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Personas, scenarios, user stories

IxDworks.com tutorial materials.

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Personas, scenarios, user stories

  1. 1. Personas, scenarios and user stories IxDworks.com Understanding Users
  2. 2. User-Centered Design
  3. 3. Useful Usable Desirable Doing things easily and with pleasure.
  4. 4. Doing things easily and with pleasure. Behaviour
  5. 5. Doing things easily and with pleasure. Behaviour Optimising design based on how users 
 can, want or need to use a solution.
  6. 6. http://v2.centralstory.com/about/squiggle/ We are here Heading here
  7. 7. Restaurant
  8. 8. Marine
  9. 9. Sport
  10. 10. Goals & UX
  11. 11. “User experience is a stream of passing momentary feelings” – M. Hassenzahl
  12. 12. Be-goals, experience Hedonic; feeling/being e.g. ‣ Relax ‣ Look cool ‣ Remain focused ‣ Be independent ‣ Be loved “A constant stream of self-talk” – Forlizzi & Battarbee
  13. 13. Experience goals Hedonic; feeling/being e.g. Look cool Become admired Remain focused Get rich Be loved Do-goals, actions Pragmatic; doing e.g. ‣ Post a Tweet ‣ Look up a place ‣ Set up a website ‣ Play a game ‣ Close Facebook account
  14. 14. A user experience occurs when a person interacts with a product.
  15. 15. Do-goals, actions TasksBe-goals, experiences Share a photo 1.Take photo 2.Add info 3. Upload 4. Preview Self-expression
  16. 16. • Foundation for the design • Ground for discussion • A “reality check” • Empathy • Easier to relate 
 (than to e.g. flow chart) Why goals?
  17. 17. Towards User Personas & Storytelling
  18. 18. We can’t ask users to be with us all the time, thus we make user models.
  19. 19. Persona • Describes (your app’s) imaginative users archetypes. • Is based on the real research and observation. • Shows user goals and their behavior patterns • Helps to crack “what” and “why” questions • Primary, secondary, supplemental, non-persona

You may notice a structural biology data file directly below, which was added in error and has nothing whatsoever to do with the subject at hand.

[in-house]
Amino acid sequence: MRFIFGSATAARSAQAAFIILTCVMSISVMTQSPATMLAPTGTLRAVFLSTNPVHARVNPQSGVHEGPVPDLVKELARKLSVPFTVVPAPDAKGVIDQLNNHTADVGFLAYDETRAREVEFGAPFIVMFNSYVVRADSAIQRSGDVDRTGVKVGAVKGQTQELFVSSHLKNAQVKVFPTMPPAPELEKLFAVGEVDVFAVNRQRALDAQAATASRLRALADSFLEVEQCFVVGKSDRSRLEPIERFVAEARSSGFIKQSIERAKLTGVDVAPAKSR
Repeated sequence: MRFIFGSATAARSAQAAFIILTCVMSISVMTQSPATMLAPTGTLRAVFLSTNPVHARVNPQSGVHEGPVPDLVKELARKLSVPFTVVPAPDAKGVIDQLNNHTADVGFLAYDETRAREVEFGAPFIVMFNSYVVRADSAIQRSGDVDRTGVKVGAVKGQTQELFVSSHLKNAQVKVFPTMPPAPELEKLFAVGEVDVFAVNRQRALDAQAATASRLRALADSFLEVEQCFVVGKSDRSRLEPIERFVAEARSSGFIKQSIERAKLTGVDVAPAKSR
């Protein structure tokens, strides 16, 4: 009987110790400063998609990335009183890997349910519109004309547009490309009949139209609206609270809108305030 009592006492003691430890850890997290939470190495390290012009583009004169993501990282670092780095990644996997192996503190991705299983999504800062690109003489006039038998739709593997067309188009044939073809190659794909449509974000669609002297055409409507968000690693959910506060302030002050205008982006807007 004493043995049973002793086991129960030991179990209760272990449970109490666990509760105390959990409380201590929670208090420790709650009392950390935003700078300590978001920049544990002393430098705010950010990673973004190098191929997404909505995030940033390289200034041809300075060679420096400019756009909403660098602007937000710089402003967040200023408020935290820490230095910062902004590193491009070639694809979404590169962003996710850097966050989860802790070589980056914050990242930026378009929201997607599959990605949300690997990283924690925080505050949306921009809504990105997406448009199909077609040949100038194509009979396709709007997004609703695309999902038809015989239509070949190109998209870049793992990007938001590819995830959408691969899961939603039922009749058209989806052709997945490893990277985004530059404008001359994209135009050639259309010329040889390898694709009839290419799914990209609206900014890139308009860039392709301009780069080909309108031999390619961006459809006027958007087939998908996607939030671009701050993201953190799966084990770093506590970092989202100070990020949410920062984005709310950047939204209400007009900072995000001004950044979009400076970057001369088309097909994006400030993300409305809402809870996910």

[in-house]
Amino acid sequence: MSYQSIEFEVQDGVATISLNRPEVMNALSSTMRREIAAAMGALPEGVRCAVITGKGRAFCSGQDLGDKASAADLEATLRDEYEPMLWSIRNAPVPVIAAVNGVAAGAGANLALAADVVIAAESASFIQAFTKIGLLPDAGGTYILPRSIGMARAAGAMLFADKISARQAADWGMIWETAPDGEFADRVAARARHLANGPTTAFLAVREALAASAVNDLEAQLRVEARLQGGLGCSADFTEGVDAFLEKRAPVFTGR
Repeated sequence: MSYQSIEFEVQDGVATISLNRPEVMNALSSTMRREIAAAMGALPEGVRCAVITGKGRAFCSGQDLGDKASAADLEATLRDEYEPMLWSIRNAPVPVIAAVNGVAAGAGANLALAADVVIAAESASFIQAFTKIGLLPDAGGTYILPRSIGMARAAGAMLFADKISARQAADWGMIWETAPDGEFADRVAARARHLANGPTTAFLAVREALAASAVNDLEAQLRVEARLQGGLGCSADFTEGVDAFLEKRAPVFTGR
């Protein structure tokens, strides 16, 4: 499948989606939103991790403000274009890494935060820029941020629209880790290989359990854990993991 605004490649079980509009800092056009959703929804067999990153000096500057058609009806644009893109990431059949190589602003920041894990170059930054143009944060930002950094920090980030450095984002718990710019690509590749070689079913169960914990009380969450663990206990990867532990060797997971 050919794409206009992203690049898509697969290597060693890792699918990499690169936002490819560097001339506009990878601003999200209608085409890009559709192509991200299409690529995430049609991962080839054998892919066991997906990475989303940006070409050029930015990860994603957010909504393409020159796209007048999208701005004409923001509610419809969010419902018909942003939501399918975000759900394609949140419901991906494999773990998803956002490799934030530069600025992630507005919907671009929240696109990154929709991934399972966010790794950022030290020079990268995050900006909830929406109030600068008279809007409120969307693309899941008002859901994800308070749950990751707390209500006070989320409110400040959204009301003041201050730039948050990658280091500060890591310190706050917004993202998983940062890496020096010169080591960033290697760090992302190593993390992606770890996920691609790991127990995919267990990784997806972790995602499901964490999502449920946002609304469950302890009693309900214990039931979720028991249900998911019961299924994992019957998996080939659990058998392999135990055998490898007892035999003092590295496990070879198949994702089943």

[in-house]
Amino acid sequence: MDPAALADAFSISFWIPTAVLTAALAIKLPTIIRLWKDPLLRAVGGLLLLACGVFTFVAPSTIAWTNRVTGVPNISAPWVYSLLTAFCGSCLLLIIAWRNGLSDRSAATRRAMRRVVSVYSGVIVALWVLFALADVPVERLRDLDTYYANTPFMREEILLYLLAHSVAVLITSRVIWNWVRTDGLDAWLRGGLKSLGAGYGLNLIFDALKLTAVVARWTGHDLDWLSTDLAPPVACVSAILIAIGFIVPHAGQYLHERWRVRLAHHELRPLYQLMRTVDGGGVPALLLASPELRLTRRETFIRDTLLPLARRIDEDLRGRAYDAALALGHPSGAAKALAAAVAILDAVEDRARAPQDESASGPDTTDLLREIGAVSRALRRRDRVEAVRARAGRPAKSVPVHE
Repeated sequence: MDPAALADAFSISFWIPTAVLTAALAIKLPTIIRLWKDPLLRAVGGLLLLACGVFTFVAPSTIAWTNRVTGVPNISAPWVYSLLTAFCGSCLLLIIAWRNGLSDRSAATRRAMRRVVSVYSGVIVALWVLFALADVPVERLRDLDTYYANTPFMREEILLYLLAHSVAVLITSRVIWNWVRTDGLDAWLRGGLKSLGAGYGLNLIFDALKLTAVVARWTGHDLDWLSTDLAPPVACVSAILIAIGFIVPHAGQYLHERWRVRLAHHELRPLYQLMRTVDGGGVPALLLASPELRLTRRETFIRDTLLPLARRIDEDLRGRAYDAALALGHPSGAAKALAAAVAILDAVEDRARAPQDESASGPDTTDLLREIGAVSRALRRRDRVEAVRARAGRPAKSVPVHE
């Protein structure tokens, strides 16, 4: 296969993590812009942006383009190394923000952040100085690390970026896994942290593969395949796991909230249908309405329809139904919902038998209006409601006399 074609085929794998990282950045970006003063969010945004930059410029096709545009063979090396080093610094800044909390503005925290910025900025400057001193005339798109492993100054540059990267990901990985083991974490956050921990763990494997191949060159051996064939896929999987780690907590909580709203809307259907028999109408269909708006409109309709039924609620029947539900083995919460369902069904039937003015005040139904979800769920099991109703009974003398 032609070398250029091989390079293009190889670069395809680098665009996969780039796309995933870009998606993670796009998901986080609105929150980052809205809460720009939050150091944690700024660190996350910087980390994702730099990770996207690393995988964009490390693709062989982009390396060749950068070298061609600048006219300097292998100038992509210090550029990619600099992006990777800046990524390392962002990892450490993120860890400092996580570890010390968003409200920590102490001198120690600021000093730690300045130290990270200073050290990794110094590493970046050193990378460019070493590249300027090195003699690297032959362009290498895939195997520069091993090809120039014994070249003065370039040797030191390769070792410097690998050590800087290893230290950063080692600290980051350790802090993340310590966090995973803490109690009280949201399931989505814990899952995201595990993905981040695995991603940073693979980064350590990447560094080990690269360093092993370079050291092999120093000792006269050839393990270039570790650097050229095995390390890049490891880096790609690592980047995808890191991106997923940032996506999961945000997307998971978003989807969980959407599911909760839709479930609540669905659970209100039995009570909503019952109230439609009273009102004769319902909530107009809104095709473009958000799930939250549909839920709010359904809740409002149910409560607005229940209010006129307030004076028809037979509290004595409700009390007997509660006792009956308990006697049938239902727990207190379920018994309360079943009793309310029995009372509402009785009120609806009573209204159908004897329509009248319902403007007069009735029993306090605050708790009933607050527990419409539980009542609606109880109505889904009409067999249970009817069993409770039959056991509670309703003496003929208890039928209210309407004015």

20. 20. Fake persona • Stereotype or a caricature • Can’t be backed up • Factoids • Fun, but often useless
  21. 21. Persona • Used as an aid to help express, discuss and validate design questions and decisions, e.g. • Would the persona (“Bob”) use this? • Is this logical? • Does this make sense to this persona? • Is it fun / exiting / motivating... ? • Bob would not like this, because....
  22. 22. Sources Primary Secondary Personal know-how Stakeholders Online discussions Domain experts Informed guesses Feedback Surveys Contextual inquiry; Talking to people directly, Observing their behaviour *Bonus
  23. 23. •Talk to people who a different from you and what you know already •Look for reoccurring issues and trends, language (lingo), surprises... •Acknowledge your biases and be open-minded
  24. 24. Persona documentation • Helps to communicate persona to other stakeholders • A document might include e.g. • background info: age, gender, occupation • mapping, such as technical skills • a short description of an activity, that is related to the current context or problem settings and frustrations • goals
  25. 25. A business card.
  26. 26. Example template, yours can look different! Background Bio Name, (age), (role), occupation, education Photo(s) Description E.g. use environment or context, where the problem occurs and current solutions and frustrations. Goals • What are the user’s end goals? • 2-4 end goals and 0-1 life goals is enough 
 for this workshop Mapping E.g. computer skills, necessity vs fun, quality vs price.
  27. 27. Example template, yours can look different! Petter Tamm 44, botanic garden worker, father of two children Goals • Wants to manage bulk orderings more efficiently • Is looking for quality reviews about new products Reads reviews to find best... quality price As a lead gardener, Petter is responsible in ordering nutritions and specific soil for the plants for the city’s botanic garden. Currently he has to do 
 bi-weekly orders over the phone from his office, calling manufacturers one by one.
  28. 28. Before moving on… define “what” of your project What need/goal/expectation does it serve?
  29. 29. Scenarios
  30. 30. Scenarios • Stories that help understand interactions • A cheap way to illustrate design solution 
 from user’s (persona’s) point of view • Tell user’s goals, motivations and actions “What should this product do?” “How would user behave in this context?” “What if...?”
  31. 31. Scenarios • without your solution present-based • Focus is set on current practices that illustrate ‘state of the art’ and the problem context • with your solution future-based • Focus on how problems could be addressed (without diving into details and jargon). Scopeofwork